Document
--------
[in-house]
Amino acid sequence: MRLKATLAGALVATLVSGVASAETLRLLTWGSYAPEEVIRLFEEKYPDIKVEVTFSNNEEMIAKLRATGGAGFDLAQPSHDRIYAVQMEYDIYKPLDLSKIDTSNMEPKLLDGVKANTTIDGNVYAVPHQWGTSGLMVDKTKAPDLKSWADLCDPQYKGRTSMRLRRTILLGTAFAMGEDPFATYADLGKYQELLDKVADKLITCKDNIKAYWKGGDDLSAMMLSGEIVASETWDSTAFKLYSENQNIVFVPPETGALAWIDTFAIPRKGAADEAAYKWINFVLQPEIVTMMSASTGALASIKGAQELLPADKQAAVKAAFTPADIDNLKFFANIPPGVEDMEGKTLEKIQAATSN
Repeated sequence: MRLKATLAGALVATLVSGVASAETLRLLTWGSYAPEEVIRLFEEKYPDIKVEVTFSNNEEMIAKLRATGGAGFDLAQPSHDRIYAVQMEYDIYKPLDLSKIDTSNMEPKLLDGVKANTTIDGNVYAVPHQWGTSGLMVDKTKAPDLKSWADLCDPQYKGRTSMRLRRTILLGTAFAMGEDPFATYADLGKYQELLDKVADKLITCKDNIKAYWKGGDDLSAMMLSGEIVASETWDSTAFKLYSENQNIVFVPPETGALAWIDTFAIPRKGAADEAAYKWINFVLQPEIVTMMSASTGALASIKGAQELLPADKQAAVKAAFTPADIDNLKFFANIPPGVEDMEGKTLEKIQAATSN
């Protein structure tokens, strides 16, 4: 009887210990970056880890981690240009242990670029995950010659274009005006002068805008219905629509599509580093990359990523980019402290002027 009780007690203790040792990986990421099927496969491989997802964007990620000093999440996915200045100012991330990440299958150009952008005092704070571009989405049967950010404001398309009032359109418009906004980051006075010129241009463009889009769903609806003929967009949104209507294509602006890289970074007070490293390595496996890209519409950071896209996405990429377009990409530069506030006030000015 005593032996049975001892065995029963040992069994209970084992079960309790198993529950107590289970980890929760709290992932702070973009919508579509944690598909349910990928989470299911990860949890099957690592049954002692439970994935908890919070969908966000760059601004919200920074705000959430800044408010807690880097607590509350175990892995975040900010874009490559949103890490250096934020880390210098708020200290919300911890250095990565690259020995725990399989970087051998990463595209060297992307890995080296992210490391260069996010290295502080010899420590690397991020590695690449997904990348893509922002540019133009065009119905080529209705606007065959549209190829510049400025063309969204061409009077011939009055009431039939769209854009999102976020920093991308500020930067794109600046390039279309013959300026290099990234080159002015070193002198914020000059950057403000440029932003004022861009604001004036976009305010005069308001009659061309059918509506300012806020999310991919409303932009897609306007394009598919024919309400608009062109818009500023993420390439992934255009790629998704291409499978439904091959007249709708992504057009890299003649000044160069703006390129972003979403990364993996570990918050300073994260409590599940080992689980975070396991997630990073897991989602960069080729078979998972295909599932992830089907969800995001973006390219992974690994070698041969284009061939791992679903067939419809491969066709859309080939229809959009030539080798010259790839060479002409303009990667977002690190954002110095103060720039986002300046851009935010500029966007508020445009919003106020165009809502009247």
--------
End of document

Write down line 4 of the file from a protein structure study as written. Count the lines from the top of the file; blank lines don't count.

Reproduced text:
């Protein structure tokens, strides 16, 4: 009887210990970056880890981690240009242990670029995950010659274009005006002068805008219905629509599509580093990359990523980019402290002027 009780007690203790040792990986990421099927496969491989997802964007990620000093999440996915200045100012991330990440299958150009952008005092704070571009989405049967950010404001398309009032359109418009906004980051006075010129241009463009889009769903609806003929967009949104209507294509602006890289970074007070490293390595496996890209519409950071896209996405990429377009990409530069506030006030000015 005593032996049975001892065995029963040992069994209970084992079960309790198993529950107590289970980890929760709290992932702070973009919508579509944690598909349910990928989470299911990860949890099957690592049954002692439970994935908890919070969908966000760059601004919200920074705000959430800044408010807690880097607590509350175990892995975040900010874009490559949103890490250096934020880390210098708020200290919300911890250095990565690259020995725990399989970087051998990463595209060297992307890995080296992210490391260069996010290295502080010899420590690397991020590695690449997904990348893509922002540019133009065009119905080529209705606007065959549209190829510049400025063309969204061409009077011939009055009431039939769209854009999102976020920093991308500020930067794109600046390039279309013959300026290099990234080159002015070193002198914020000059950057403000440029932003004022861009604001004036976009305010005069308001009659061309059918509506300012806020999310991919409303932009897609306007394009598919024919309400608009062109818009500023993420390439992934255009790629998704291409499978439904091959007249709708992504057009890299003649000044160069703006390129972003979403990364993996570990918050300073994260409590599940080992689980975070396991997630990073897991989602960069080729078979998972295909599932992830089907969800995001973006390219992974690994070698041969284009061939791992679903067939419809491969066709859309080939229809959009030539080798010259790839060479002409303009990667977002690190954002110095103060720039986002300046851009935010500029966007508020445009919003106020165009809502009247």